We continued south and made it eventually into Loreto. A beautiful, relaxed small coastal town. I decided I was staying here for a week because I wanted to do some diving. We had our first Margarita’s (damn I love those things) and explored the small town. One nice thing I won’t forget about this, was that the church played ‘Ave Maria’ every hour with the fake church bells. It made me think of my grandma. One funny thing here was that I had new neighbours on the campground so I went to say hello and meet them. As soon as I lifted my head to greet, I was like, “Bram?” Exactly! I met a guy that I was in primary school with in the small town of Klerken, where I grew up!!! Population: 1831 people. What are the odds… This was pretty cool. He is travelling with his girlfriend Lisa in a really nice car (Toyota Dolphin) and their sweet dog Sam.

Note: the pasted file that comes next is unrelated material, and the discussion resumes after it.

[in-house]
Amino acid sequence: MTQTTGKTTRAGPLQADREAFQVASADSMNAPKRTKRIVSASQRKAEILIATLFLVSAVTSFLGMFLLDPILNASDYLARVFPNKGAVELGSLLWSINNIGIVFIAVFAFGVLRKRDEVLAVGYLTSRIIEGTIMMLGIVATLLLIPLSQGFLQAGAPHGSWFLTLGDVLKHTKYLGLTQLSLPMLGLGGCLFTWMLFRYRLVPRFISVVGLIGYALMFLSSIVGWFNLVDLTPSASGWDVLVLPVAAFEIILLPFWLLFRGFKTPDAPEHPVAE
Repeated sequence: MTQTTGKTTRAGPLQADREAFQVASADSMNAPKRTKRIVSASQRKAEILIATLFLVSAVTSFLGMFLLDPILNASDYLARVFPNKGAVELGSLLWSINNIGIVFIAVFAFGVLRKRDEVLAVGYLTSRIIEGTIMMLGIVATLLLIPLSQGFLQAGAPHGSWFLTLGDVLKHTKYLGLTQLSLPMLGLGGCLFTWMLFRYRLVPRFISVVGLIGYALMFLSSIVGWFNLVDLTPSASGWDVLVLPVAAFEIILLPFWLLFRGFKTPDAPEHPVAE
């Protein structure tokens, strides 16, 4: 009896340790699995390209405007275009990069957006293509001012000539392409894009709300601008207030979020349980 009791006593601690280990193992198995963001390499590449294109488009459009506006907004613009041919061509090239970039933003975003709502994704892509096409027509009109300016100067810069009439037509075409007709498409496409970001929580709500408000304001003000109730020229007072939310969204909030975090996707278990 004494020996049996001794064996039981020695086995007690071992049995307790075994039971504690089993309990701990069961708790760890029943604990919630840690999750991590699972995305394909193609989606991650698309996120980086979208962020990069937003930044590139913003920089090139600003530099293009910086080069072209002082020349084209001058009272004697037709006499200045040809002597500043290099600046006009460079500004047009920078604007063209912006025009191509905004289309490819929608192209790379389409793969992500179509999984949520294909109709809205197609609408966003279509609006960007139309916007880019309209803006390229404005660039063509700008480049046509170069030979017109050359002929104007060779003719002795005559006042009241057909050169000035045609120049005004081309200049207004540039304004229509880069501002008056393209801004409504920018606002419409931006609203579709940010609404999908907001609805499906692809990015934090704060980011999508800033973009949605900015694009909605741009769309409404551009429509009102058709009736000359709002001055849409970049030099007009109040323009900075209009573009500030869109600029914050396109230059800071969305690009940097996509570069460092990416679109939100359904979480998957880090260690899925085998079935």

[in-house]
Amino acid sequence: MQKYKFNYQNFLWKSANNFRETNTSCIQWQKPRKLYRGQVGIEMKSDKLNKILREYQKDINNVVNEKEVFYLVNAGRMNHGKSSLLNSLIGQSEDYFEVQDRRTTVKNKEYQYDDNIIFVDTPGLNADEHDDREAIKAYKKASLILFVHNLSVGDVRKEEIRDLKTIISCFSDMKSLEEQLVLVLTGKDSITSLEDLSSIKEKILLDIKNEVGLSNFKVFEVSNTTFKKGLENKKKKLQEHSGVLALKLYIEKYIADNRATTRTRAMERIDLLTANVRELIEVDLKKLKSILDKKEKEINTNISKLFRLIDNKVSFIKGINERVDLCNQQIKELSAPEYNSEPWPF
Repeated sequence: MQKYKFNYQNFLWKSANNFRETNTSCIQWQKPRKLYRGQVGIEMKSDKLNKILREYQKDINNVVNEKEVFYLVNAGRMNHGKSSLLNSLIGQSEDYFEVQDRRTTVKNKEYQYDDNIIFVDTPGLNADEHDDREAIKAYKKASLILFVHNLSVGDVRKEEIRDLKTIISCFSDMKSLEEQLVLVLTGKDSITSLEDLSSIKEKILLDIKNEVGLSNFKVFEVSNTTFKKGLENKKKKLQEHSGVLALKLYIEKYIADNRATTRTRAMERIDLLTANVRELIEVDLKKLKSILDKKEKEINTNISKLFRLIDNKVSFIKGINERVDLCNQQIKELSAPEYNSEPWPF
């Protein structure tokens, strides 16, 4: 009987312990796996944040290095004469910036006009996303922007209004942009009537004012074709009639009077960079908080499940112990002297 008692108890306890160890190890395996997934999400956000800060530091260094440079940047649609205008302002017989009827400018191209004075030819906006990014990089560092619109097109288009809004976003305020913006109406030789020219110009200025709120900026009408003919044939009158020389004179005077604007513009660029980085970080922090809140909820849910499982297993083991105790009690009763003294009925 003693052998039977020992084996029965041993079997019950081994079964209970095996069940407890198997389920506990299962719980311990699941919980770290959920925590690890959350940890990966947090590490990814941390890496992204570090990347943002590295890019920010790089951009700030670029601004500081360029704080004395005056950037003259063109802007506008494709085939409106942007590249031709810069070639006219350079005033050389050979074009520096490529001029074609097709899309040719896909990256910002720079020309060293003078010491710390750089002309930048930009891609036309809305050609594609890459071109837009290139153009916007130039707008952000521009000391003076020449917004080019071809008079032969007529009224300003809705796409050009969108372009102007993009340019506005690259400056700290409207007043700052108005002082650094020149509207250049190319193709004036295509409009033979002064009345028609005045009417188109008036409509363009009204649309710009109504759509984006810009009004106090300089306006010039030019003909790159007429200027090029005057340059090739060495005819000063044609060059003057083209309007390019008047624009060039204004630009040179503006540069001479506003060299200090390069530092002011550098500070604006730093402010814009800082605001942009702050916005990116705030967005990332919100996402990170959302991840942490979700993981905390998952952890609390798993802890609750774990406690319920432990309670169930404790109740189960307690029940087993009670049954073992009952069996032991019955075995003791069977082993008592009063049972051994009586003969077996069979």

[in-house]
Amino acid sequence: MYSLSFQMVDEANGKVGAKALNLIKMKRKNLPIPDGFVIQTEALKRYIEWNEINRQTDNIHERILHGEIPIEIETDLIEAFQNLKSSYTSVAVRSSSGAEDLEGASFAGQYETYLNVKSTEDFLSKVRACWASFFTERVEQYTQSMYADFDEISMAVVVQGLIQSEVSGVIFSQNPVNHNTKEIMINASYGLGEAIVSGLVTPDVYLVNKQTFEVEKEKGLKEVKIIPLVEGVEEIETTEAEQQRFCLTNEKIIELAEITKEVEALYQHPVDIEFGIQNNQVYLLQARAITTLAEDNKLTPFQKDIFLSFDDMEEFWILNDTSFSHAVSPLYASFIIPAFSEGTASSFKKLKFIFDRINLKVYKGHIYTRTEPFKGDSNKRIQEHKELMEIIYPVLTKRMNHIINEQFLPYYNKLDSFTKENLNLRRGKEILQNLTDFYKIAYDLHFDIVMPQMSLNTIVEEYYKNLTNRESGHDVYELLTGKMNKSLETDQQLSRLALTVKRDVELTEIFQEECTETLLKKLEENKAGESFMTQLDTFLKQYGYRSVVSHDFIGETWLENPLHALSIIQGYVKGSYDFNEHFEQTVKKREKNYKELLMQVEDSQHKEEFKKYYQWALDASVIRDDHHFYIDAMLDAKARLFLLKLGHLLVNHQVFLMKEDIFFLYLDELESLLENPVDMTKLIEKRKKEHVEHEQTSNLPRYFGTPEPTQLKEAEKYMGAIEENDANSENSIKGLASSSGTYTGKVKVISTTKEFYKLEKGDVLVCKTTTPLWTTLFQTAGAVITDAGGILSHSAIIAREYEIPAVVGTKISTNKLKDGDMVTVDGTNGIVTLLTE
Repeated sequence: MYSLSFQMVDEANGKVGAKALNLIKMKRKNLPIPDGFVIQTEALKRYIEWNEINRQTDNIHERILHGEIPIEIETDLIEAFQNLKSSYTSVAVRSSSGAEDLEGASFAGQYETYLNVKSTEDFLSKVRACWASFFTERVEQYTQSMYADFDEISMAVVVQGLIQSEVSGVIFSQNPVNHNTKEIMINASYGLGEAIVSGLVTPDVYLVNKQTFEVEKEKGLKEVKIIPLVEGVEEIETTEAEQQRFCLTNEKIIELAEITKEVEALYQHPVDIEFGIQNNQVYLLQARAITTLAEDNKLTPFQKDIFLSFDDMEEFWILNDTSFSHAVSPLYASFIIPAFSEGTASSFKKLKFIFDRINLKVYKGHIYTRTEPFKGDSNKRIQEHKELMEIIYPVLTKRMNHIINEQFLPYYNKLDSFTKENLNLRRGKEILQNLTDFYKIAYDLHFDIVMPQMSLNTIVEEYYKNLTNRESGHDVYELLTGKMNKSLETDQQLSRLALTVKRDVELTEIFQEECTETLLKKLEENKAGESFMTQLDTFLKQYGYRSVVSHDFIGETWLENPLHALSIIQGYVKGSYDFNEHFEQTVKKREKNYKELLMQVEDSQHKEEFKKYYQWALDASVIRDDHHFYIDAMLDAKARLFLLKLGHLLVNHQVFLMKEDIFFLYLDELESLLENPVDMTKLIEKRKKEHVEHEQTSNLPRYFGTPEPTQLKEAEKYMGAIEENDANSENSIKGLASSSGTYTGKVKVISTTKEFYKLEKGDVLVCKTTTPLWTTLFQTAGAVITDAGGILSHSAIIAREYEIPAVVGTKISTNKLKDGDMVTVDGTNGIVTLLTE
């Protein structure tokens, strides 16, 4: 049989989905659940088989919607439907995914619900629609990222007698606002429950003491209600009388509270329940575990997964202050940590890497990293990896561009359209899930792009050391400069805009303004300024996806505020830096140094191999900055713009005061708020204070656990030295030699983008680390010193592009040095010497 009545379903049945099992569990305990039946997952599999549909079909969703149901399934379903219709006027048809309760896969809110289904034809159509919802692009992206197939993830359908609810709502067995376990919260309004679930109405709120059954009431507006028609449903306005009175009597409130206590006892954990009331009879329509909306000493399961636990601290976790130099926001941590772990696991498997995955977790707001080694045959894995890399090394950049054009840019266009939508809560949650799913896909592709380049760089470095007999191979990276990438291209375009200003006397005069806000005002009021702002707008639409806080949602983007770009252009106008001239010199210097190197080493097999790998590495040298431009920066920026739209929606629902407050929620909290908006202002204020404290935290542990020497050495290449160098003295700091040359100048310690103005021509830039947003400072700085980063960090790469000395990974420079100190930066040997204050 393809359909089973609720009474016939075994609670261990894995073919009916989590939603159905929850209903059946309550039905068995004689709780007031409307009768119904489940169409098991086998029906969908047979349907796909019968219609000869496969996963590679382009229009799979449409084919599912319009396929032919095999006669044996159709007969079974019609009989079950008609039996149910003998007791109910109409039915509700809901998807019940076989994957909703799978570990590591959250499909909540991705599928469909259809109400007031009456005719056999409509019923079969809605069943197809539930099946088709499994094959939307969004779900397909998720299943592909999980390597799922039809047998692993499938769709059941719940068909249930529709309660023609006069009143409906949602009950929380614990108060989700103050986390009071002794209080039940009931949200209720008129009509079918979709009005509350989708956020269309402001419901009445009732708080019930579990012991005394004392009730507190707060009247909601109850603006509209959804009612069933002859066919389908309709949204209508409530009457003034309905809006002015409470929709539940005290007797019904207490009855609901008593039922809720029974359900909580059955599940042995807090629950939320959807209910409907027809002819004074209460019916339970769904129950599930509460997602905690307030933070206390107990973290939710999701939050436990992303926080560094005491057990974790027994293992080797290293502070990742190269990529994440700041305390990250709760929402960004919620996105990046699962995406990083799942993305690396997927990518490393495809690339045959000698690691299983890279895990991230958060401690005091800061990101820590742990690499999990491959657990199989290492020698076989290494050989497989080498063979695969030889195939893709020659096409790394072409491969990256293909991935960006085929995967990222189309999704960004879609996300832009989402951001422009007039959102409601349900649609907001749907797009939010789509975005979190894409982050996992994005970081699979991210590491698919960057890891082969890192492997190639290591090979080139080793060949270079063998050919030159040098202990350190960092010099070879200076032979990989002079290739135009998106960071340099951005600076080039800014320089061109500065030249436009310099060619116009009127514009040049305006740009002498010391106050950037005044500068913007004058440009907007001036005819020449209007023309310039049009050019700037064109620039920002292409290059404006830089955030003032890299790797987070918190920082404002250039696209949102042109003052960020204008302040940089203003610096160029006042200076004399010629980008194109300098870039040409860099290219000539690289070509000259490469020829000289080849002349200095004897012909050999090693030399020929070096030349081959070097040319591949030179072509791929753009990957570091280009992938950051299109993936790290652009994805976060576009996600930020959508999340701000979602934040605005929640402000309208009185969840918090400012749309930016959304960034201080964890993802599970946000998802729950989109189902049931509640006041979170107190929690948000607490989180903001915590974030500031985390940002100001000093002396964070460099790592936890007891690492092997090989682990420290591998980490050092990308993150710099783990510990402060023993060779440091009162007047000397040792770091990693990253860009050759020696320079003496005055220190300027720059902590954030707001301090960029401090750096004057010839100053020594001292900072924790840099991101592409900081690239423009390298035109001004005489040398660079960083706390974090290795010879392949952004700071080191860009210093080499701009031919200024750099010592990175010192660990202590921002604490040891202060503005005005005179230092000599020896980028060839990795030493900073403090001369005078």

We went for beers of course on several evenings. One evening we were having a fish barbecue on the other campground when Jeff texted me if we could come back, because he was feeling really sick. So Olaf, Bram and me walked back at midnight to the campground when we were stopped by the police. Olaf was holding a beer and the police said all three of us had to go to jail for this. For several minutes we pretended we couldn’t understand what they were saying and explained our friend was sick and we had to go back. They kept on arguing, and all of a sudden I just said ’25 dollars?’. “Si Si” they shouted in choir. Normally I would never pay for something I didn’t do, but our sick friend was waiting for us. So far our first contact with the Mexican police. The stories were true :-). We felt really bad after this situation, but there was not much we could do…